The areas that are most affected are northern B.C., coastal areas and Vancouver Island.
The Province has set a Level 4 drought rating for the Northeast, Northwest, Stikine and Skeena-Nass areas, as well as all of Vancouver Island.
The Province is elevating the drought rating to Level 3 for the Lower Columbia, West Kootenay, East Kootenay, Middle Fraser (Cariboo), Nicola, Coldwater River, Salmon River, South Thompson, Skagit and Nechako areas.
The drought rating for the East Peace area is being raised to Level 2.
Forecasted precipitation in some parts of the province, in particular the Peace Region and across the North, is not expected to significantly diminish drought levels.
As drought levels increase, maximum voluntary water conservation is strongly encouraged to maintain water supplies. The Province has the ability to regulate water usage, including temporary suspension of water licences or short-term water approvals, should it become necessary, to protect flows for fish and for priority water users.
However, the hot and dry conditions that have elevated drought levels have also triggered widespread wildfires throughout the province. In recognition of the need to protect personal property and businesses from these devastating fires, residents are advised that the use of water from streams, lakes or aquifers to extinguish a fire may be necessary and is authorized under the Water Sustainability Act.
There are no regions in the province that remain at Level 1 normal streamflow levels. However, because of the variance of conditions within each region, some individual streams may be lower than others. Both tributaries and larger main-stem rivers are now experiencing rapidly dropping stream levels. Many streams are now at record lows.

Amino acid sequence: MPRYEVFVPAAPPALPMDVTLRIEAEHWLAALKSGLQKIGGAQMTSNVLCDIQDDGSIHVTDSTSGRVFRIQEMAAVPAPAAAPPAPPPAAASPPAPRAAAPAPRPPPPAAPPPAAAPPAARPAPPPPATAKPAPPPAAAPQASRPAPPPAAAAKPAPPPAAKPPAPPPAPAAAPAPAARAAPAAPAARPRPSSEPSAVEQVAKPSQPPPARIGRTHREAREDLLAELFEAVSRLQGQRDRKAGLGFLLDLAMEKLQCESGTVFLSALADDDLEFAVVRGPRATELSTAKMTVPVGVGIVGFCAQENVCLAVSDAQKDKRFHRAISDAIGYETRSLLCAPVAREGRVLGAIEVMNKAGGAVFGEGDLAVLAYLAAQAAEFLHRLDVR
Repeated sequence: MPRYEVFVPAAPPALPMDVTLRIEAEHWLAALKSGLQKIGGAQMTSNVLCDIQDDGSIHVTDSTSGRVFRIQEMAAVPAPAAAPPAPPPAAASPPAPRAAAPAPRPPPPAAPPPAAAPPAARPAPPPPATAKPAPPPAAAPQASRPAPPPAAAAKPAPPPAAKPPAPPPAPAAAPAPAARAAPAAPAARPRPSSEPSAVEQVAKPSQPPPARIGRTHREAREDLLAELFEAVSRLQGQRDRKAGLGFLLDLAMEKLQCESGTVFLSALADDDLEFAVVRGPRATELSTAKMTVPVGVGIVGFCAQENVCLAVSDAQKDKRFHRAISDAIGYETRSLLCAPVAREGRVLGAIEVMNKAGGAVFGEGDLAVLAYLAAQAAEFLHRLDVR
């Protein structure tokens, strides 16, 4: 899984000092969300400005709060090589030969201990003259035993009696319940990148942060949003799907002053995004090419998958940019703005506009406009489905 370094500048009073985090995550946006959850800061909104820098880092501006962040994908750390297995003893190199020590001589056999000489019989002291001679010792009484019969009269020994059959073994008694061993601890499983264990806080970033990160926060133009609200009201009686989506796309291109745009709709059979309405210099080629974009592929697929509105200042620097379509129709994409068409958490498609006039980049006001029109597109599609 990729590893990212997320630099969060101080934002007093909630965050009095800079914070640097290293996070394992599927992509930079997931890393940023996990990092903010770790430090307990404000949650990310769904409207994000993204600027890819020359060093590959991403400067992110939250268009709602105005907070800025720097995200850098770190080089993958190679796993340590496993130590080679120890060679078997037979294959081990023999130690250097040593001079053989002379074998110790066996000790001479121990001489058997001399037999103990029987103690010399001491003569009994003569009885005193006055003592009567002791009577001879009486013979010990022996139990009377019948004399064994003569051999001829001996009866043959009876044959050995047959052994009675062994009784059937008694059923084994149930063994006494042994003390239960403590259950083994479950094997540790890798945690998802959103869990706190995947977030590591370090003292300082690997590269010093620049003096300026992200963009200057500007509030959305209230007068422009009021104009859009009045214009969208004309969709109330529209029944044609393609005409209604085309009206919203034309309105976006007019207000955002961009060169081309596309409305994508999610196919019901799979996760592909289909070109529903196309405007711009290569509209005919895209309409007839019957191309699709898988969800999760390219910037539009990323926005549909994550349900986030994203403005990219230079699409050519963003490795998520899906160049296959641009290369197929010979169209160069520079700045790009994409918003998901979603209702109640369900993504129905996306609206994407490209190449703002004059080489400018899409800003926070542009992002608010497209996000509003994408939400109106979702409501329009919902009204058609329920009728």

Fish and aquatic ecosystems are at risk as water levels drop. Fish can become stranded in pools and exposed to high temperatures, which can be fatal, and may be subject to predation. Water users on all streams are reminded to ensure that water intakes are screened to Fisheries and Oceans Canada standards to prevent fish from being pulled into water systems as water levels drop.
Angling closures are in effect on the Horsefly and Kettle Rivers to reduce stress on fish. Staff are monitoring conditions and will assess whether further angling closures will be necessary.
Local municipal water conservation bylaws may differ from provincial water conservation targets due to local water supply and demand, and the availability of storage (lakes and reservoirs) or groundwater. Residential, agricultural and industrial water users who are located within municipalities and regional districts are encouraged to observe local water conservation bylaws where they exist.
Water conservation is everyone’s responsibility. Many communities in B.C. are prepared to deal with water supply shortages and low stream-flow conditions, and have drought-management plans and water-conservation programs already in place.
Water conservation tips:
* observe local watering restrictions where applicable
* limit outdoor watering
* ensure irrigation and plumbing systems are well maintained and check for leaks
* use water-efficient appliances and plumbing fixtures
* take shorter showers
* do not leave the tap running (e.g. while brushing teeth)